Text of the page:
She was coming back with the mugs, when she suddenly stopped. "Oh God."
Panic in her voice made him drop the tease. "What?"
"What if he says no?"
"What if he says yes?" He said, leaning over to take the coffee from her, before she fed it to the carpet.
"What if he says yes." She repeated, even more panicked. "How will I repay him?"
"I don't think it's the kind of debt that you pay back."
"He gave me a son, I can't ask for more."
"You have no choice. Will, you're doing it for Will."
"Charlie," she said, her voice smaller, "I like this guy. What if he freaks and runs?"
"But what if?"
"Will you stop? You're starting to spiral."
"I can't, how will I look him in the eye?" She kept going, her voice flat, "now that I know, how can I not tell him."
Her face was going paler and paler and he couldn't stand it anymore, he puled her into a hug and held tight.
"Calm down," he said softly, rubbing her back, "it will all work out."
"It's too good to be true."
"Look at it this way, you can finally tell mom she was wrong."
"Oh no, mom!" She moaned and hid in his arms deeper, "you can't tell her. You know how she was, about this whole IVF deal."
"Yeah, and look, turns out the guy really was great all along."
"One in five billion."
Though they parted very amicably not more than a few hours ago, a voice inside him kept screaming 'go to her!' And life taught him to listen to these hunches.
It wasn't nearly lunchtime yet, but Mulder figured, he might as well drop off the food early. What's the point of bringing lunch, if it's past lunch hour? He breezed by the nurses station and was walking down the hall, when doors to one of the offices opened and a young man came out, with Scully right behind him, her shoulders slumped in distress. The guy turned and pulled her into his arms, dropping a kiss on top of her head as she hugged him back. Mulder watched the scene unfold and his blood ran cold, his steps growing slow. Young, tall and handsome, curly red hair and horn-rimmed glasses, and definitely used to sharing her space. He paused ten feet from them and the guy looked up, catching his gaze, breaking the moment. Scully felt him shift and looked around as well, her eyes fell on him and she blushed.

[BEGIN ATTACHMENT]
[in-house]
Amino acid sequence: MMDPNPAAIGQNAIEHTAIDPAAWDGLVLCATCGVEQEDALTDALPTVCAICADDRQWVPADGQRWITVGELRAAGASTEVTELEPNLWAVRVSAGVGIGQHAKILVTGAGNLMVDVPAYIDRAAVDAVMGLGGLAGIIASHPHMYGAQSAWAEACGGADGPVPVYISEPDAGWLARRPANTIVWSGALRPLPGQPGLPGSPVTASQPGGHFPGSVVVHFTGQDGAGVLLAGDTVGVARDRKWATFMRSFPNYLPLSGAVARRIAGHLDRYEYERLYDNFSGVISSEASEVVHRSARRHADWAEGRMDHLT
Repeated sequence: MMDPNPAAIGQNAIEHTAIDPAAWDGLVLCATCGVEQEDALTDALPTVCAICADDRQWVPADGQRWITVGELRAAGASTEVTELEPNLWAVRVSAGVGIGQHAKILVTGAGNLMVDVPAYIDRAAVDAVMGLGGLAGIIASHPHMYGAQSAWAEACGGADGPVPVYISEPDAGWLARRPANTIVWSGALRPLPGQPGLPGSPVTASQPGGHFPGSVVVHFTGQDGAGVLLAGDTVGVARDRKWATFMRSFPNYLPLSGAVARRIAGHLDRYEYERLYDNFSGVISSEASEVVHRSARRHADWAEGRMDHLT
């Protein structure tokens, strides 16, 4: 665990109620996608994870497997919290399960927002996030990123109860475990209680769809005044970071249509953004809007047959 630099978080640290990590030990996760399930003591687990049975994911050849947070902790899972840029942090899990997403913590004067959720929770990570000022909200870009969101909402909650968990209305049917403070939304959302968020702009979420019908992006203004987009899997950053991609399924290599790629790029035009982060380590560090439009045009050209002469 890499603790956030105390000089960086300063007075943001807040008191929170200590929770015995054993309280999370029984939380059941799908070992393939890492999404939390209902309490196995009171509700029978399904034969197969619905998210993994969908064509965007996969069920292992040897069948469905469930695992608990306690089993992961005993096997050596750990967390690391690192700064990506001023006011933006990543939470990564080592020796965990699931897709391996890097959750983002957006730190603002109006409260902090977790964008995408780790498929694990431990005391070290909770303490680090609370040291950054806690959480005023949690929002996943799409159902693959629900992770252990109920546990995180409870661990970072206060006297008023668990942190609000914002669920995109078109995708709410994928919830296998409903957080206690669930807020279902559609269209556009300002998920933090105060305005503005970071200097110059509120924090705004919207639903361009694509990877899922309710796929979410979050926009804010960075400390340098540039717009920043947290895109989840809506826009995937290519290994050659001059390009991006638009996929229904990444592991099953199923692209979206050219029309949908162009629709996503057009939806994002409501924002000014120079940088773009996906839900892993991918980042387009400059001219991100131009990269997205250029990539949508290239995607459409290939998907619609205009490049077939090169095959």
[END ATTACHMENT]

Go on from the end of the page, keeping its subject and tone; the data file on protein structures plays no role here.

"Mulder," she said, trying to smile and hide some new fear in her eyes as she turned to the man. "Charlie, this is Fox Mulder, my,"
She hesitated, and Mulder wasn't sure what hurt him more, the pause or the two seconds it took her to let go of the other man.
"Hi," the guy smiled warmly, stepping back from her and reaching out to shake Mulders' hand, "Charlie Scully, Dana's brother."
"Fox Mulder," Mulder smiled back, shaking and trying to shake off the foolish feeling, while trying to figure out what bothered Scully, all at the same time. "Is everything okay?"
"Let's hope so," he said cryptically and turned back to his sister, leaning to kiss her forehead, "I'll leave you two to talk, call me later, 'kay?"
Scully nodded and let go of his coat sleeve, and Charlie tuned to leave, but then paused again. "Oh, by the way, mom called, Missy's in town for Thanksgiving, roll call at dinner on Thursday."
"We'll see," Scully sighed and he nodded at them both one last time before leaving.
Mulder watched him go for a second then turned to Scully, forgetting lunch for a second. She didn't look up so he stepped closer, taking her brother's place and brushed her arm with the back of his hand.
"Hey, what is it?" She managed a glance at him, but it didn't last, her eyes were wet again. "Can't talk about it?" She shook her head, and her shoulders shuddered when she took a deep breath.
"Come by, when you’re finished," he said quietly, rubbing her arm gently, "I’ll make dinner and…"
That seemed to cheer her up a bit.
"You?" She smiled, a little more real this time, sparing a glance at the paper bag in his hand.
"Yeah, you’ve fed me for two days, I'm still one day behind," he said, "we'll eat and talk and see if we can make it alright, whatever it is."
And as he spoke, he watched her transform, puling up walls around her fragile self and putting her game face on.
"You'll get a call from the transplantation institute," she said quietly, "they'll want to talk to you."
"Is this what this is about?"
Scully nodded, dropping her gaze, and it all fell into place.
"Hey, c'mere," he said, relieved, and puled her into his arms, hugging her tight and feeling her arms sneak under his coat. "I won't bail on your son." He whispered and she hugged him tighter, "he'll get through this."
"You think so?"
"I know so," he said, just for her. "If he has even a fraction of your strength, he'll be okay."